The Battle of Hunayn

The Arab tribes were awaiting the settlement of the conflict between the Quraysh and the Muslims, before accepting Islam, saying: 'If Muhammed prevails over his people, he would indeed be a Prophet.' Consequently, when that was accomplished, they began to enter Islam in throngs. This shocked the pagan idolaters, who organised a great gathering near Ta'if to concert plans for attacking God's Messenger, upon him be peace and blessings. The Hawazin and the Thaqif tribes, who were famous for courage and throwing arrows, took the lead and prepared a great expedition for Makka. Informed of their movements through 'Abd Allah ibn Hadrad, whom he had sent to them, God's Messenger left Makka with 12,000 Muslims, among whom there was a confident enthusiasm due to the new conversions numbering 2,000. In order to protect Makka from an attack and consolidate the belief of new Muslims by healing their wounded feelings, God's Messenger, upon him be peace and blessings, did not want to meet the enemy within the confines of Makka.

The battle was joined at Hunayn, a valley between Makka and Ta'if. The new converts in the Muslim ranks had more enthusiasm than wisdom, more a spirit of elation than of faith and confidence in the righteousness of their cause. The enemy had the advantage of knowing the ground thoroughly. They laid an ambush in which the advance guard of the Muslim forces was caught or intentionally pushed by God's Messenger, upon him be peace and blessings, who might have planned to draw the enemy in under the guise of retreat. However, the retreat was in confusion, under a shower of enemy arrows. The Prophet, as ever, was calm in his faith and wisdom in that hour of danger and spurred his horse forward. His uncle 'Abbas was on his right and Fadl, the son of Abbas, on his left. While Abu Sufyan ibn al-Harith was trying to stop him, he was crying: Now war has been kindled. I am the Prophet, that is no lie. I am the descendant of 'Abd al-Muttalib. (1)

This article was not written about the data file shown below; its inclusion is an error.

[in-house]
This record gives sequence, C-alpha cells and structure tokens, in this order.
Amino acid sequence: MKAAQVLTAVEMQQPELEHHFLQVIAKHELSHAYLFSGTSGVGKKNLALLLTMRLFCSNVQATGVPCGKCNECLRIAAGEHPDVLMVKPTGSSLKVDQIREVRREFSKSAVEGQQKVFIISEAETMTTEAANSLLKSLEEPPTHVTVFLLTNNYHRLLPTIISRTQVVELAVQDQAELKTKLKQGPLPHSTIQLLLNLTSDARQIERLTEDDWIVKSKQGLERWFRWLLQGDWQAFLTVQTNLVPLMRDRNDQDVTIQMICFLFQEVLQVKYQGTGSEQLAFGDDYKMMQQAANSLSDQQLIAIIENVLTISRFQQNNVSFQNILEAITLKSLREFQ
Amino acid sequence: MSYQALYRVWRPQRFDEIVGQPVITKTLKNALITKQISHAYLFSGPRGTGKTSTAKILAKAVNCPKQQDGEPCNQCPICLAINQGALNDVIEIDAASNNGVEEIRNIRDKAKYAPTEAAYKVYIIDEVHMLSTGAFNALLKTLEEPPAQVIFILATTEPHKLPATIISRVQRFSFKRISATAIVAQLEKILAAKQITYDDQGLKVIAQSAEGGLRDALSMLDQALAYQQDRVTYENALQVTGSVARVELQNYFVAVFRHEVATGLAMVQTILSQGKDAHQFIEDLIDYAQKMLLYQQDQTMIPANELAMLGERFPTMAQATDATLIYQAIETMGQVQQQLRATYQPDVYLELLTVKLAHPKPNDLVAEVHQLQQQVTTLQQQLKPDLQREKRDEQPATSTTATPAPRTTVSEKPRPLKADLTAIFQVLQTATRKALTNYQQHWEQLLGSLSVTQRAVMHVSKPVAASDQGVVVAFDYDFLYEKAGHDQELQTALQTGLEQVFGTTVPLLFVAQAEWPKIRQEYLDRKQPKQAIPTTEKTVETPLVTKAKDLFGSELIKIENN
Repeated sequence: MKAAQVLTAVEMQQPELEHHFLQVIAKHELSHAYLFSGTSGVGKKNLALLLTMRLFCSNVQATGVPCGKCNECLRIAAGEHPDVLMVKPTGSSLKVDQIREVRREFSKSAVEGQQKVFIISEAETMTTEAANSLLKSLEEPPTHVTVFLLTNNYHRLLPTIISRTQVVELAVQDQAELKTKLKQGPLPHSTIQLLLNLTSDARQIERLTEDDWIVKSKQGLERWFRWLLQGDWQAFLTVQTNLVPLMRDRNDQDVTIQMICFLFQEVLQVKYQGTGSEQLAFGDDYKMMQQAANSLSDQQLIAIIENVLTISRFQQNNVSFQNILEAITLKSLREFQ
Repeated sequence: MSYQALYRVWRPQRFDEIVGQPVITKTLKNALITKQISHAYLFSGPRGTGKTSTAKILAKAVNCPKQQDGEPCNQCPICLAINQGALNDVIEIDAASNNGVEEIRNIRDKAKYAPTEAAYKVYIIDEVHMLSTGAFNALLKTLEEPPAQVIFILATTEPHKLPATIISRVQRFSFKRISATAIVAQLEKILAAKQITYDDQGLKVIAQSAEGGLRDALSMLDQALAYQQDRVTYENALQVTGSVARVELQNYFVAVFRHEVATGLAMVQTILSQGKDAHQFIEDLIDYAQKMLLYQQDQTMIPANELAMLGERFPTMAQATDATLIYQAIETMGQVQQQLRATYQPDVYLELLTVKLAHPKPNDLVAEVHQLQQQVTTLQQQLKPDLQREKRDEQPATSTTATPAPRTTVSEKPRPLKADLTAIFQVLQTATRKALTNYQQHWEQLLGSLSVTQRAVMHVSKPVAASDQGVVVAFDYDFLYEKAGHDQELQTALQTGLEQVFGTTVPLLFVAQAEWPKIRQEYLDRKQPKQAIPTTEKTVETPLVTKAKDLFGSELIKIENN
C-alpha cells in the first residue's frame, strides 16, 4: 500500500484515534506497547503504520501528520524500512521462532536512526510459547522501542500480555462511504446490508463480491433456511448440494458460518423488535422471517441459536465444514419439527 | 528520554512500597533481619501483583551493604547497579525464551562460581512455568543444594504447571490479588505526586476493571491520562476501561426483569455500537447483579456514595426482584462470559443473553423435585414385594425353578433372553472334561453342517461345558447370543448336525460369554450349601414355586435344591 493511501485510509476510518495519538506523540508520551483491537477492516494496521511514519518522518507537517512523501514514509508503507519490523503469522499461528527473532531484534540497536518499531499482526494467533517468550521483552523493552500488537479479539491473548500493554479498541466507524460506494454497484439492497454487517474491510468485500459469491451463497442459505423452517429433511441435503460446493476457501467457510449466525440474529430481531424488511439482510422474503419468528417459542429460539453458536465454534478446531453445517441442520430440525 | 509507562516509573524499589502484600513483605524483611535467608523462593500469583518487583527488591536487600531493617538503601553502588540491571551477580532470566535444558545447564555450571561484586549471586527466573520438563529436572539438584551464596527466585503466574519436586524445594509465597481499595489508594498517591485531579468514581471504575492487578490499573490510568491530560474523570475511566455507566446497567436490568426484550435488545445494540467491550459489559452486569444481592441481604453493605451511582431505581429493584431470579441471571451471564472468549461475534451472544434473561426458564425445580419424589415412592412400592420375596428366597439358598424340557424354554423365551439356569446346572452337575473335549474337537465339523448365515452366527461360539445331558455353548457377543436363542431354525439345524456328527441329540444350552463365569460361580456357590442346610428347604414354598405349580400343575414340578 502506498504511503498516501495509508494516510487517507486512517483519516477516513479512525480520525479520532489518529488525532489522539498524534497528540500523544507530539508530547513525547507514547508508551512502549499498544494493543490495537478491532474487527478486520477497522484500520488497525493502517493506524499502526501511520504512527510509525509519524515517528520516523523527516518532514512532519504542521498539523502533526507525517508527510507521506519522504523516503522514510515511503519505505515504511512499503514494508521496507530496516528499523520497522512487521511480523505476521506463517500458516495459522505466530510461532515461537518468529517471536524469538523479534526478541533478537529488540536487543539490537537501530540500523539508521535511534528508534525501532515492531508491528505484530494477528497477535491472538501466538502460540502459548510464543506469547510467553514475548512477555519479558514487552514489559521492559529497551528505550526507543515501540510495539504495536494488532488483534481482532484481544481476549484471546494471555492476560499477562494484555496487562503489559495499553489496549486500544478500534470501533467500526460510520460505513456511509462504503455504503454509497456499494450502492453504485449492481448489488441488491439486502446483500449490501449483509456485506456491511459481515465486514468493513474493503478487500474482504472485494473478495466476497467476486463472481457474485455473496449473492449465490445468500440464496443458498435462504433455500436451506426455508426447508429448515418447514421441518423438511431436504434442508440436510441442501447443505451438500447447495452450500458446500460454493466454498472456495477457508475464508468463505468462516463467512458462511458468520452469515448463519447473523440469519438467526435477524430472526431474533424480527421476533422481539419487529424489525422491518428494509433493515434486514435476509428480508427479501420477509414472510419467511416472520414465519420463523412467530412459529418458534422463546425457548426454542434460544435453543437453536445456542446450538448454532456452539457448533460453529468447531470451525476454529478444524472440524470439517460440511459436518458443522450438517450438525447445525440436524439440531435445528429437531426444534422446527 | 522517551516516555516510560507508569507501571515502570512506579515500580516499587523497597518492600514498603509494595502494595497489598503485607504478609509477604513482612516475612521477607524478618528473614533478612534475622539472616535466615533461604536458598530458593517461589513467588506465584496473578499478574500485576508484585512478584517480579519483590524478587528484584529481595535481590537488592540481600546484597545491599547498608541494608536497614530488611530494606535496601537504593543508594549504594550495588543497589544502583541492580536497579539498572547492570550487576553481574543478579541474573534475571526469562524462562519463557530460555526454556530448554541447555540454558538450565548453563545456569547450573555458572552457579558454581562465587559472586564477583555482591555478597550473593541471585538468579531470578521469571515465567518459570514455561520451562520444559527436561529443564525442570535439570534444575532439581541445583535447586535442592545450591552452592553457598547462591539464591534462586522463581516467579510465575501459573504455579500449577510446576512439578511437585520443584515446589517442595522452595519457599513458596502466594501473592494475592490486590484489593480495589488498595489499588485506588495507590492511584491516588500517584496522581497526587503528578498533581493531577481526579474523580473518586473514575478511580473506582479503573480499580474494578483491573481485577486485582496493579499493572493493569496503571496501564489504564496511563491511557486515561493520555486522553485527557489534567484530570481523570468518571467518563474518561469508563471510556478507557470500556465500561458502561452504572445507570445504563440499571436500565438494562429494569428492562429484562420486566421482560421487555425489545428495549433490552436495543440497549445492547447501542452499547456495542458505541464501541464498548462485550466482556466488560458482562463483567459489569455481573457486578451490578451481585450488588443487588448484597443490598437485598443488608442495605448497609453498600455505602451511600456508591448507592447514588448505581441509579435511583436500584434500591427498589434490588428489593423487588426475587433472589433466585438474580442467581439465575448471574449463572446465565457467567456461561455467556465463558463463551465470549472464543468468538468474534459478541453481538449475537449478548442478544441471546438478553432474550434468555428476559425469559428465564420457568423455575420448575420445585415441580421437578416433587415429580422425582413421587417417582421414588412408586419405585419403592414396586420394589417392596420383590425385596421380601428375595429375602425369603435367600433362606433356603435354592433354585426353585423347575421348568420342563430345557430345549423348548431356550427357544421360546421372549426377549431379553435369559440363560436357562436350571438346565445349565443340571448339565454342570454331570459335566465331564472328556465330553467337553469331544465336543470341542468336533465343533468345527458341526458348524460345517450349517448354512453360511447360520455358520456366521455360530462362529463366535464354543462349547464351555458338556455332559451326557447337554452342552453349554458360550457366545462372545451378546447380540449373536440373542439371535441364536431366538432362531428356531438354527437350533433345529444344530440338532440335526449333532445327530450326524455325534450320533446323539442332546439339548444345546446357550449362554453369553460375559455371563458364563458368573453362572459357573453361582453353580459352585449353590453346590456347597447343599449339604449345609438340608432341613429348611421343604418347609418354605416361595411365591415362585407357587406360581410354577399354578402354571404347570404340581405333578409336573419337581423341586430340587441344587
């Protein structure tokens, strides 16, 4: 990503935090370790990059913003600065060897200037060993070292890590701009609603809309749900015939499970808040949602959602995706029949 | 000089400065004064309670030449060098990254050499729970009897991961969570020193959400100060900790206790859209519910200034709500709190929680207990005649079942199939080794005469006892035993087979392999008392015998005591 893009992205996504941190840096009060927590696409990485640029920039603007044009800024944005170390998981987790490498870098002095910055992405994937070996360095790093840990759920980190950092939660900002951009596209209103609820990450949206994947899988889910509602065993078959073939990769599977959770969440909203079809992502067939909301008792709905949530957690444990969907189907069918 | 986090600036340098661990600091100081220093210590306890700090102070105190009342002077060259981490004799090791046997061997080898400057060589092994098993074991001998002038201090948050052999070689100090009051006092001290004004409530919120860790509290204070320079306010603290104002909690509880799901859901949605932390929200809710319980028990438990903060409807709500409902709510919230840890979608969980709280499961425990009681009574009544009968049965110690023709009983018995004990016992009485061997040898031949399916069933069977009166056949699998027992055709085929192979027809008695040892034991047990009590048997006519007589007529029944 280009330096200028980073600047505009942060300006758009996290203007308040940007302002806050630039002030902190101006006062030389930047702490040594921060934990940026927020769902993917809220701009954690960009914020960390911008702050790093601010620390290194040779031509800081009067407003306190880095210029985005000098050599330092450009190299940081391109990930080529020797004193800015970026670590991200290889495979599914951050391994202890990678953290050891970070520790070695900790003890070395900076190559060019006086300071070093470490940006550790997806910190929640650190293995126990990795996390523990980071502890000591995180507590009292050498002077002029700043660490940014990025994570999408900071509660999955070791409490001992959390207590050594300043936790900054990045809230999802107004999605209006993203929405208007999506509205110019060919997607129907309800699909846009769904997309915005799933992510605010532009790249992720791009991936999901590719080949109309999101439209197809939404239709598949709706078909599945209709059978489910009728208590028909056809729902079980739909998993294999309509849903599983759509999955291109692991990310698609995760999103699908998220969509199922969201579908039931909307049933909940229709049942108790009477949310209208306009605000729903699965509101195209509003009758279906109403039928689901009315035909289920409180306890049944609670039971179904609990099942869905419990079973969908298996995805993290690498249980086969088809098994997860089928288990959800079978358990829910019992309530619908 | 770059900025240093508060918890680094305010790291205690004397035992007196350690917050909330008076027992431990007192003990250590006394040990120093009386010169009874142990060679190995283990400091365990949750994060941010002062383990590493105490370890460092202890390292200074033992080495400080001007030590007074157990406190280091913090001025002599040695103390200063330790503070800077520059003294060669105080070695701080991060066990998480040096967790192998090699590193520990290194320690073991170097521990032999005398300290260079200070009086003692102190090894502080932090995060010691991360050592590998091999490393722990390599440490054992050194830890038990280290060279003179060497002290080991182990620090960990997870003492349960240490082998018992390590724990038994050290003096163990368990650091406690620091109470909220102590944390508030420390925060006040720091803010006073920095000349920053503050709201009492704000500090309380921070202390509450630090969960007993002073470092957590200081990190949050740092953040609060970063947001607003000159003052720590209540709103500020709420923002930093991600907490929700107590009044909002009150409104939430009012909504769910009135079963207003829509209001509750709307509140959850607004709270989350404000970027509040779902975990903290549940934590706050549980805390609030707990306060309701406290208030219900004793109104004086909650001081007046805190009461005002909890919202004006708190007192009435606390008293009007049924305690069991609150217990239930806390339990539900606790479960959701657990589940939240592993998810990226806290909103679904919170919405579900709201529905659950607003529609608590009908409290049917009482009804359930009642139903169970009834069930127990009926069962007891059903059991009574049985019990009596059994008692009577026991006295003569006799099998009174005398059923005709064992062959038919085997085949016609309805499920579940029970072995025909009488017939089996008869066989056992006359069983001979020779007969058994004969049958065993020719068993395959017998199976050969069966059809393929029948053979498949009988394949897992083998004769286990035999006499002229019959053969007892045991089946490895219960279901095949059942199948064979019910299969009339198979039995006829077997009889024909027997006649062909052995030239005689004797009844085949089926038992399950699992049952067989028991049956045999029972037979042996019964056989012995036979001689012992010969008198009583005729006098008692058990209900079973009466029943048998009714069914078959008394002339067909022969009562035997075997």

'Abbas called out at the top of his voice: 'Companions who made the pledge of allegiance under the acacia tree!' (2) There- upon, from all sides the Companions responded 'Labbayk' (at your service!), and rallied to the Prophet. The enemy, who had pushed themselves into the centre of the Muslim army, were surrounded from all sides. The courage, wisdom and steadfastness of God's Messenger changed a seeming defeat into a decisive victory. It was by God's help that the Muslims won the day. They completed the victory with an energetic pursuit of the enemies, capturing their camps, their flocks and herds, and their families, whom they had boastfully brought with them in expectation of an easy victory.

The routed enemy took refuge in Ta'if. The Muslim victory persuaded the desert tribes to accept Islam and shortly thereafter the rebel tribes and Ta'if also surrendered and entered Islam.

1. Bukhari, Jihad, 52; Muslim,Jihad, 78.
2. I. Kathir, 4.373.
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